The Pinup is an American model for being a perfect sexual image that fits another’s or one’s own romantic-sexual imaginings. I use this archaic term to trace this model’s early to mid-20th century roots in movies and pinup posters of [the era’s] female stars. During World War II, Pinup posters wallpapered barracks; after the war, boys began to pin them up inside lockers or on walls (Buszek, 2006). This model took center stage in comic books, in films featuring “vamps,” and in magazines at supermarket checkout stands. Later this model thrived in music videos where beautiful scantily clad young women posed, sang, or danced. It remains core to American visual culture, to the contemporary rating of female bodies, and to campus “hookup culture” (Bogle, 2008). Social media were wed to the Pinup model from their inception. Facebook, for instance, begins with Mark Zuckerberg posting pictures of female college students to compare their “hotness” (Mezrich, 2009; Sorkin, 2010).

Higher IQ & Income Increases Romantic Interest — Jonason & Thomas, 2022

“Evolutionary and sociocultural researchers agree that variation in local contextual factors can affect the magnitude and direction of sex differences in mating psychology (Eagly & Wood, 1999; Schmitt et al., 2017).

Resource-acquisition ability enhanced the attention of men’s more than women’s profiles [the increase was almost 2.5 times stronger in men than in women], [and] the effect of resource-acquisition ability was reduced in countries that were richer (GNI) and had more women of reproductive age than men (OSR), which was slightly enlarged in countries with greater gender equality (GDI).

[This finding is associated with the reality that,] according to UNICEF, raising a child from birth to 17 years of age costs between US$900/year in developing countries and US$16,200/year in developed countries” (Higher IQ & income Increases Romantic Interest — Jonason & Thomas, 2022).

Jonason, P. K., & Thomas, A. G. (2022). Being More Educated and Earning More Increases Romantic Interest: Data from 1.8 M Online Daters from 24 Nations. Human Nature, 1–17. https://link.springer.com/article/10.1007/s12110-022-09422-2

Sidenotes

The status benefits/gains experienced by dark skinned minority’s acquisition of an light-skinned partner are the result of hegemonic anglicized ideals of beauty (Chou 2012; Collins 2004; Roberts 1997). The cultural internalization of White hierarchies of desirability within Asian (Pyke 2010; Rondilla and Spickard 2007), Black (Hunter 2005), & Hispanic (Hunter 2002, 2007; Villarreal 2010) communities is well documented across disciplines.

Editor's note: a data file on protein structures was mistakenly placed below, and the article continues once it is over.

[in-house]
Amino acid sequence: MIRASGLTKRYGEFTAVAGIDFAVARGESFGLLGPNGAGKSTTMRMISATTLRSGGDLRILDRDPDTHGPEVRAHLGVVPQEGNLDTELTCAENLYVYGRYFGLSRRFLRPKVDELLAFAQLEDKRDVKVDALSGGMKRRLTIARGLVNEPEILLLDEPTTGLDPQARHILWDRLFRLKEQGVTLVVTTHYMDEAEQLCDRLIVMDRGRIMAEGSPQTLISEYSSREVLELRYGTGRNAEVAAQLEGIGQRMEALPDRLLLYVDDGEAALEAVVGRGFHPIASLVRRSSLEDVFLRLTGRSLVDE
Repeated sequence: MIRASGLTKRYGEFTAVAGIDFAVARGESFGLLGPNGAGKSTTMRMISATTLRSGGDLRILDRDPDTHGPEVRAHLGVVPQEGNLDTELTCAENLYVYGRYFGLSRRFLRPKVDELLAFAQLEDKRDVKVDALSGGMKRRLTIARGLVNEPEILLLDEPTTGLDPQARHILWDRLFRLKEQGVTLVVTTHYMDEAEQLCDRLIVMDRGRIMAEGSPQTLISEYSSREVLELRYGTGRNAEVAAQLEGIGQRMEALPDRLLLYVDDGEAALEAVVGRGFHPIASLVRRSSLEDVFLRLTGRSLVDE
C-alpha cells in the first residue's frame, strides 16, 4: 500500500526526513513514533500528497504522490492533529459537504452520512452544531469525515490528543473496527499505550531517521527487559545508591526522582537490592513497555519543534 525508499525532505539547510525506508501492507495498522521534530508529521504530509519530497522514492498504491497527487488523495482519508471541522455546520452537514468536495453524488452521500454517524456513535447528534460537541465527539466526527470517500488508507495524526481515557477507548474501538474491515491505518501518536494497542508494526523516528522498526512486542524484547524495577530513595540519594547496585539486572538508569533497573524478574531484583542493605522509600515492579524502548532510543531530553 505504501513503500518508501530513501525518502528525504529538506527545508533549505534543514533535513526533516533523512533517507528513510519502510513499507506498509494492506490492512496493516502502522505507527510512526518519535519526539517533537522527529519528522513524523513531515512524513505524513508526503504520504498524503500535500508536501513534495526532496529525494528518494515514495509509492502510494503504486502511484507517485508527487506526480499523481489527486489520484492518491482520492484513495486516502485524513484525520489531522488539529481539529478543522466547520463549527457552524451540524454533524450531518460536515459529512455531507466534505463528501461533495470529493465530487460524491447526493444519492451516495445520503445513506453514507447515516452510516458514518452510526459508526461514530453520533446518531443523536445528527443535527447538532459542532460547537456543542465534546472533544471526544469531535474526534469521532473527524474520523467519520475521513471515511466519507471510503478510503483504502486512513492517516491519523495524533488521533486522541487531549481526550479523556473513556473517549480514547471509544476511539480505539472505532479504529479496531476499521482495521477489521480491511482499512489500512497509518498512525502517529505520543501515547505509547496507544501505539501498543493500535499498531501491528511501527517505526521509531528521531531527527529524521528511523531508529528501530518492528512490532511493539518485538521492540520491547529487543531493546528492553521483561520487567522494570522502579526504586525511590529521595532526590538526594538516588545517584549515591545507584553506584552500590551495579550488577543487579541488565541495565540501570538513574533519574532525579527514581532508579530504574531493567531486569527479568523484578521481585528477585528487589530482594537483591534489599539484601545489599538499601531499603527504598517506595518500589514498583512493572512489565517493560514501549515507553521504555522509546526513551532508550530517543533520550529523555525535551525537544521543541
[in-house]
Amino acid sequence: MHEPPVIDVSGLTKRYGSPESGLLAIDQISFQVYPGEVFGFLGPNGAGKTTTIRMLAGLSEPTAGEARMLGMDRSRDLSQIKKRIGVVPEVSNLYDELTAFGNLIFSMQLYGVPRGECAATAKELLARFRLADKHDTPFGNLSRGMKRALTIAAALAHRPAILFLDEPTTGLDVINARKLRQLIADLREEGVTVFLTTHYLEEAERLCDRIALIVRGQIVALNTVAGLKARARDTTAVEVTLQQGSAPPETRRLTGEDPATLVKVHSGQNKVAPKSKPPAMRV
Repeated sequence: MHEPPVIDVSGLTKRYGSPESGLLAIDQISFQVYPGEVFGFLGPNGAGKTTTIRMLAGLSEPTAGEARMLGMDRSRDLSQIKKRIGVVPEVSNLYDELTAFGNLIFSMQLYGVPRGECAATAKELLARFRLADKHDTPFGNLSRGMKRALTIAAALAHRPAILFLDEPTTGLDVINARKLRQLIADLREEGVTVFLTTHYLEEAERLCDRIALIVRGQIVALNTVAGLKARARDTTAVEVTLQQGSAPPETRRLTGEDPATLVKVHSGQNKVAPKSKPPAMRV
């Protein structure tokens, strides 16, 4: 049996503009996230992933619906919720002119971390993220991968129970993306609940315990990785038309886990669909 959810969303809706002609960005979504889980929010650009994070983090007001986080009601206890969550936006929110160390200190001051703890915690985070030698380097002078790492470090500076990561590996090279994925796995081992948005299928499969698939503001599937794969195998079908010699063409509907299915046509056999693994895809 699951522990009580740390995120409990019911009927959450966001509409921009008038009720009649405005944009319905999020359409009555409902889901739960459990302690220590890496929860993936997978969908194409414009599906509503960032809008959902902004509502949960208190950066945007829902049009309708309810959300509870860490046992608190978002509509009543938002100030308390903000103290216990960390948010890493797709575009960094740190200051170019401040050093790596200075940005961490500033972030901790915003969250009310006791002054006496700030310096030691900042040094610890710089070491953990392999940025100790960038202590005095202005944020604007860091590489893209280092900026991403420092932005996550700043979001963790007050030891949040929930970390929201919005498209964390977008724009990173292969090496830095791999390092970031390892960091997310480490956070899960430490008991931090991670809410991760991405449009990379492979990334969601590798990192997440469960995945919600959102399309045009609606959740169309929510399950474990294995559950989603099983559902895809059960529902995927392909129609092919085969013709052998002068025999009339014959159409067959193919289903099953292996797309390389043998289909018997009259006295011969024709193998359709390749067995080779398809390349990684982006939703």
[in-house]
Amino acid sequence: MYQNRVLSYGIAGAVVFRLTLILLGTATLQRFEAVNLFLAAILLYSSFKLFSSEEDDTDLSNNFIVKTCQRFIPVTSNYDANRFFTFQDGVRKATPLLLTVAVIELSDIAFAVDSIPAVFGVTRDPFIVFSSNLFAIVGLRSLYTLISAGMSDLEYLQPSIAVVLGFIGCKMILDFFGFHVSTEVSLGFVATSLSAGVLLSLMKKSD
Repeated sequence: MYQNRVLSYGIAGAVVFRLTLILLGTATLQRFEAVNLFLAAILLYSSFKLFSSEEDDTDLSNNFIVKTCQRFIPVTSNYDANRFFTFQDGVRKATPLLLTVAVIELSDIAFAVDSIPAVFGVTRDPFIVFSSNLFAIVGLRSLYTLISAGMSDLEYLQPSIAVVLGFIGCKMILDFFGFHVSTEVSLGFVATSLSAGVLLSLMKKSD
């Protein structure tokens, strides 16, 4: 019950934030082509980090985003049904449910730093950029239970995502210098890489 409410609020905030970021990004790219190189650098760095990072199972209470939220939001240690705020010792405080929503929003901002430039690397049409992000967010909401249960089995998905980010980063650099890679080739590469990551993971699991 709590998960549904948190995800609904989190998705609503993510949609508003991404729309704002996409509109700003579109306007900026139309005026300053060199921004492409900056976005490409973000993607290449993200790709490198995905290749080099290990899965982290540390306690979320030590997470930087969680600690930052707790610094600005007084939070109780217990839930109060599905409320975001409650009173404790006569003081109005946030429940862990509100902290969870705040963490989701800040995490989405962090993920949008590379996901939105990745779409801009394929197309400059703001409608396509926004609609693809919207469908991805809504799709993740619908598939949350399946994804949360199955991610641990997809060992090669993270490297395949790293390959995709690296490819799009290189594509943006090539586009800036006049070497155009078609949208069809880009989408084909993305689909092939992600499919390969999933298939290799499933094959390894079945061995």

Social Attraction — Danya Brewer, 2019

Interracial Dating

In 1958, only 4% of individuals approved of an interracial relationship. By 1983, 50% were accepting of these affairs (Carroll, 2007). The acceptance continues to increase into the twenty first century. In 2007, 77% of Americans were approving an interracial relationship. Nonetheless, 70% of the population still disapproved of the interaction despite being nearly 40 years after the Civil Rights movements (Carroll, 2007).

Emetu et al., 2022 — Lesbians’ preference for Lesbians & Health

“Educational resources surrounding adequate sexual health [for lesbians/ bisexual women] is limited, which contributes to misconceptions and stereotypes (Gorgos & Marrazzo, 2011, 2017).

Physiognomic Homogamy — Alyssa Altieri & Duane Lundy, 2021

Physiognomic homogamy constitutes the cross-section between physical attractiveness and homogamy. Homogamy, which will be more thoroughly depicted within the paper, encompasses each trait shared by both partners that determines the success rate of a relationship throughout all stages. Physical attractiveness is one of these traits — it is the scale on which we dictate the level of aesthetic pleasantness associated with the physical features of us and those around us (i.e., physical beauty).

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Dr. Jarryd Willis PhD

Dr. Jarryd Willis PhD

I'm passionate about making a tangible difference in the lives of others, & that's something I have the opportunity to do a professor & researcher.